Police continue to question the brother of a British engineer shot dead with his wife and mother-in-law in the French Alps, over the alleged fabrication of his late father's will.
Zaid Hilli was arrested yesterday on suspicion of conspiracy to commit murder after officers uncovered evidence to suggest he doctored documents to ensure he inherited the estate, French officials said.
Hilli, 54, has previously denied any feud with his sibling over an inheritance.
A police officer carries an 'evidence bag' from the home of the Hilli family, the British family shot in their car in the French Alps, in Claygate, Surrey
Detectives searched his home in Chessington, Surrey, and were later seen leaving the property with a plastic box, a ladder and two bags.
Eric Maillaud, Annecy's public prosecutor, said police would now try to establish any link between the alleged fraud and the brutal attack which killed Saad and Ikbal Al-Hilli, Mrs Al-Hilli's mother Suhaila al-Allaf, and local man Sylvain Mollier.
"We know there was a dispute between the two brothers over their father's will," he said.
"There are a certain number of documents that suggest Zaid attempted to fabricate his father's testimony in his favour.
"It looks like he tried to take the fortune for himself. That did not work but we want to ask him questions about it."
Maillaud said detectives were aware of the allegedly false documents from an early stage in the investigation.
The arrest is the first significant development in the inquiry following the attack on a remote mountain road close to Lake Annecy on September 5.
Around 100 police officers in Britain and France have been tasked with investigating the killings. French investigators travelled to the UK last year to search the al-Hilli family home in Claygate, Surrey.
Their inquiry has focused on three lines of inquiry: Mr al-Hilli's work, links to his native Iraq and his family.
Reports of a dispute between the brothers emerged soon after the massacre and led Hilli to approach police to deny any suggestion of an argument over the will.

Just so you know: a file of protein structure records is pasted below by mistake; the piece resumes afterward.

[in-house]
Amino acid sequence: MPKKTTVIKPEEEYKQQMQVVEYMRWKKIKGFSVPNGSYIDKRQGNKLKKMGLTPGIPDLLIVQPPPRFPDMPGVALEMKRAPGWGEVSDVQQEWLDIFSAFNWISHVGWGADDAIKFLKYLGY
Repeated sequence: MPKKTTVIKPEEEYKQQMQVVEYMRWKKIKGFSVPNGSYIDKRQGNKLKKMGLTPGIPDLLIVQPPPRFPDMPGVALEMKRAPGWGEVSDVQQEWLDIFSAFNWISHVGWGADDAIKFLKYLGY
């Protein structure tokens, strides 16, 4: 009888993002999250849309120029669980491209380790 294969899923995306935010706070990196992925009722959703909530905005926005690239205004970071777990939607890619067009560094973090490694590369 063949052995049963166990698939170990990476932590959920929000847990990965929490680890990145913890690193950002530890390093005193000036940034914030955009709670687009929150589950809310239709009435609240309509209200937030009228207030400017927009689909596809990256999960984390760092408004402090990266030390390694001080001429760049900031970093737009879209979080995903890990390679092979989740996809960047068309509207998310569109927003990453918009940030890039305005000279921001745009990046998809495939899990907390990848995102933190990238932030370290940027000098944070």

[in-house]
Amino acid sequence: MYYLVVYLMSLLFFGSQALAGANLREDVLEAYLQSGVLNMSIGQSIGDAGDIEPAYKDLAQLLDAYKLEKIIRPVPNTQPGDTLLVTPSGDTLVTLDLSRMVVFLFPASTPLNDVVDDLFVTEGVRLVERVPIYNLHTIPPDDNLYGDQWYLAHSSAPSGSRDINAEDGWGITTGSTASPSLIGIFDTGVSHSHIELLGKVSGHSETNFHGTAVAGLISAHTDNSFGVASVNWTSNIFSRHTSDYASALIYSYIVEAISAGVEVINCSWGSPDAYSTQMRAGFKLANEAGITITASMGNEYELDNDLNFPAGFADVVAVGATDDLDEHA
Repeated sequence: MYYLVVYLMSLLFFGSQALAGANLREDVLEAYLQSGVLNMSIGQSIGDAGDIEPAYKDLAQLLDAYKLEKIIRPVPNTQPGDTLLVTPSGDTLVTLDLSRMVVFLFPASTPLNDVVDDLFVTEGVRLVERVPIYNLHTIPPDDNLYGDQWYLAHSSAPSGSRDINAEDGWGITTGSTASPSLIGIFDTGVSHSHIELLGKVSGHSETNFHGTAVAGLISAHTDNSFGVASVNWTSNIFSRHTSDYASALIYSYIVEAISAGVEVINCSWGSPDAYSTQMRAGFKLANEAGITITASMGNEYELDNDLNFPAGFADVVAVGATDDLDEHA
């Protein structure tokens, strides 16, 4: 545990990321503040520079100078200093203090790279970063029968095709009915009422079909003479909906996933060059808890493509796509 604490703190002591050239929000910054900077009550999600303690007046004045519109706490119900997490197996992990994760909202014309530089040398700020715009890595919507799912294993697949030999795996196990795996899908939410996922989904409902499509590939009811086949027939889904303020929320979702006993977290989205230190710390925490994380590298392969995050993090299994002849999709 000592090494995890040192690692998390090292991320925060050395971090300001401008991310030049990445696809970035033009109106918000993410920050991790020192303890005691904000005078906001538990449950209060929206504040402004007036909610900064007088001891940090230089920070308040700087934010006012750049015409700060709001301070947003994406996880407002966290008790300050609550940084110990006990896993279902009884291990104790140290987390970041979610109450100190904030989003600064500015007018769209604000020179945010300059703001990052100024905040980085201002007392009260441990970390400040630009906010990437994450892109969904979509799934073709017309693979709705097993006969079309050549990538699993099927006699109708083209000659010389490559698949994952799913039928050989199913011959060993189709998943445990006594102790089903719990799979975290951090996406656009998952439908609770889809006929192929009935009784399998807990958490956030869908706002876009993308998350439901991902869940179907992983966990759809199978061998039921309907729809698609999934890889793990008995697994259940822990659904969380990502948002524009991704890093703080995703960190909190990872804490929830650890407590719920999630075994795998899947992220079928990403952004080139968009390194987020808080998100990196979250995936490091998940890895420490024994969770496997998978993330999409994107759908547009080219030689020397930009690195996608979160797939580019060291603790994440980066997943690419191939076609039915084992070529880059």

Ahmed Al-Saffar, the brother of Mrs al-Hilli's dead mother, issued a statement in the aftermath of the deaths to say both the al-Hilli and Al-Saffar families were heartbroken by the killings.
''We hope that those responsible for the deaths of our loved ones are brought swiftly to justice," the statement said.
Surrey Police said a 54-year-old suspect was detained following a pre-planned arrest at an address in Chessington at around 7.30am.
The unnamed suspect was taken into police custody to be questioned.
One man who lives in a neighbouring flat described Mr Al-Hilli as unassuming and a "lovely man".
Philip Davies, who lives in the flat below Mr Al-Hilli, said he saw police at the address "on various occasions".
He said of his neighbour: "Nobody really has had anything to do with him. He's been living here about a year or 18 months."
Detectives investigating the massacre appealed in April for help to trace a vehicle seen close to the scene just before the deaths.
Officers said they were keen to speak to the owner of a right-hand drive 4x4 vehicle, possibly a grey, black or dark-coloured BMW X5, which was being driven on the Combre d'Ire Road, Chevaline, at about 3.20pm on September 5.
The attack came as the Al-Hilli family holidayed at a campsite near Annecy, in south east France.
The four bodies were discovered by cyclist Brett Martin who arrived at the scene to find Mr Al-Hilli, 50, his 47-year-old dentist wife and her elderly mother blasted to death in their BMW. He found the al-Hillis' seven-year-old daughter Zainab ''stumbling'' around, bleeding and ''moaning'' near the car after being shot in the shoulder and beaten.
Her four-year-old sister Zeena lay hidden under her mother's corpse and was only discovered eight hours after the murders.
The two children returned to the UK soon after the killings.